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From Wikipedia, the free encyclopedia

It Ain't Hay
Itainthay.jpg
Theatrical release poster
Directed byErle C. Kenton
Written byDamon Runyon
Allen Boretz
John Grant
Produced byAlex Gottlieb
StarringBud Abbott
Lou Costello
Grace McDonald
Cecil Kellaway
Eugene Pallette
CinematographyCharles Van Enger
Edited byFrank Gross
Music byHarry Revel
Distributed byUniversal Pictures
Release date
  • March 10, 1943 (1943-03-10)
Running time
80 min
CountryUnited States
LanguageEnglish
Box office$1.6 million (US rentals)[1]

It Ain't Hay is a 1943 film starring the comedy team of Abbott and Costello.

Plot

Cab driver Wilbur Hoolihan accidentally kills a hack horse owned by King O'Hara and his daughter, Princess O’Hara, by feeding it candy. In hopes of raising enough money to replace it, he and his friend Grover Mockridge visit a crooked gambling parlor. They win enough money, but before they can purchase a new horse, a con man swindles Wilbur out of the cash. Some touts inform Wilbur and Grover that an old horse is available for free at one of the upstate tracks. They visit the track but mistakenly take the wrong horse, a champion by the name of Tea Biscuit, and present the horse to O'Hara.

Tea Biscuit's owner, Col. Brainard, offers a reward for the return of the horse. By this time, O'Hara has taken a fare up to Saratoga. Wilbur and Grover, realizing their error, drive to Saratoga to find O'Hara. The three touts also realize that Wilbur and Grover took Tea Biscuit, and trail them hoping to recover the horse and collect the reward. Wilbur and Grover manage to find O'Hara and hide Tea Biscuit in their hotel room, but they are hounded by the house detective, Warner, who was tipped off by the touts. Fleeing Warner, Wilbur rides the horse but ends up at the track in time for a big race. The three touts and Warner converge on the track and confront Grover, who makes a deal with them to turn over the horse Wilbur riding for $100. Grover then uses that money to bet on Tea Biscuit. Before the race, Wilbur is thrown off Tea Biscuit and lands on Rhubarb, and Rhubarb's jockey saddles up Tea Biscuit. With a real jockey aboard, Tea Biscuit wins the race while Wilbur and Rhubarb come in last. Warner and the touts take Wilbur's horse, which they believe is Tea Biscuit, to Col. Brainard for the reward, but it is the wrong horse. Grover holds the only winning ticket on Tea Biscuit, and uses the windfall to buy O'Hara a replacement horse.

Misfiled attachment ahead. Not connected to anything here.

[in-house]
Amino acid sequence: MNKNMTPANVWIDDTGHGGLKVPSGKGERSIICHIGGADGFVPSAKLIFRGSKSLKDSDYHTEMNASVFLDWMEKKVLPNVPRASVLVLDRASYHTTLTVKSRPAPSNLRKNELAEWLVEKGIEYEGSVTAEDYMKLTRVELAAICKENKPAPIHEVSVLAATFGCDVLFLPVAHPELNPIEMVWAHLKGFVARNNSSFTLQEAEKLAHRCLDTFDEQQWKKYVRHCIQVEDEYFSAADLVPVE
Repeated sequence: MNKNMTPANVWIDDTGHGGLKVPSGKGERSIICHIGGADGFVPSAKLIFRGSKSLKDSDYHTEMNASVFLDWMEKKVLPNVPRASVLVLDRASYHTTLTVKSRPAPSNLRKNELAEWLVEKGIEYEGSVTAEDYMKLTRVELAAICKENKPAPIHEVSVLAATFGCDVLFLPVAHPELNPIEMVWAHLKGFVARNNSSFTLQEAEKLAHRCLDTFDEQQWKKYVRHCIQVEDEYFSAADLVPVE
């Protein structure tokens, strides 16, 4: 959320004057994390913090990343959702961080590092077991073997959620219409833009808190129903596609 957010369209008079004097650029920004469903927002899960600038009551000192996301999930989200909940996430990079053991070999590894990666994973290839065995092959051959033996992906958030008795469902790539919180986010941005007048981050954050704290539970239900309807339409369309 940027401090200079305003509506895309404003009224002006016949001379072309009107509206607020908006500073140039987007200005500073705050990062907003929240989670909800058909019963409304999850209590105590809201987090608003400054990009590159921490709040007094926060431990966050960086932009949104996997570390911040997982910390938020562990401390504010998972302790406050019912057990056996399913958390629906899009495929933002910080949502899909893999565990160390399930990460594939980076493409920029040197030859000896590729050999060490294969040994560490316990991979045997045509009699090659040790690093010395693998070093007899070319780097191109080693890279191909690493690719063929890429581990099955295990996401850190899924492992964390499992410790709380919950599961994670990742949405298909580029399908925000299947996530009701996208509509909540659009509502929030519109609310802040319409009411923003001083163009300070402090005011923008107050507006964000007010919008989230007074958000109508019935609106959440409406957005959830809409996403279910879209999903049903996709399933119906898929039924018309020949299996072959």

Cast

Production

It Ain't Hay is based upon the Damon Runyon story, Princess O'Hara, which Universal first made into a film in 1935 with Chester Morris.

Filming of this picture began on September 28, 1942, and lasted until November 11. Lou's brother Pat Costello was used as his stunt-double in the "headless horseman" sequence.

It was during production, on November 6, that Lou's wife Anne gave birth to their son, Lou "Butch" Costello, Jr.[2]

Fourth wall

There is a scene that breaks the fourth wall: Wilbur and Grover are in their apartment when someone knocks at the door. Grover says, "Go answer the door, it might be Warner." Wilbur answers, "It won't do no good, we're signed up with Universal." Abbott and Costello had a long-term contract with Universal Pictures at the time. Also, in the beginning of the movie, someone asks Shemp Howard's character why he's carrying an umbrella when it isn't raining. He answers, "Who knows? I'm a Damon Runyan character."

Home media

It Ain't Hay was released on DVD on October 28, 2008 as part of Abbott and Costello: The Complete Universal Pictures Collection. The film's studio-authorized DVD release had been delayed for many years due to legal issues with the estate of Damon Runyon.

References

  1. ^ "Top Grossers of the Season", Variety, 5 January 1944 p 54. archive.org
  2. ^ Furmanek, Bob and Ron Palumbo (1991). Abbott and Costello in Hollywood. New York: Perigee Books. ISBN 0-399-51605-0

External links

This page was last edited on 19 December 2021, at 22:26
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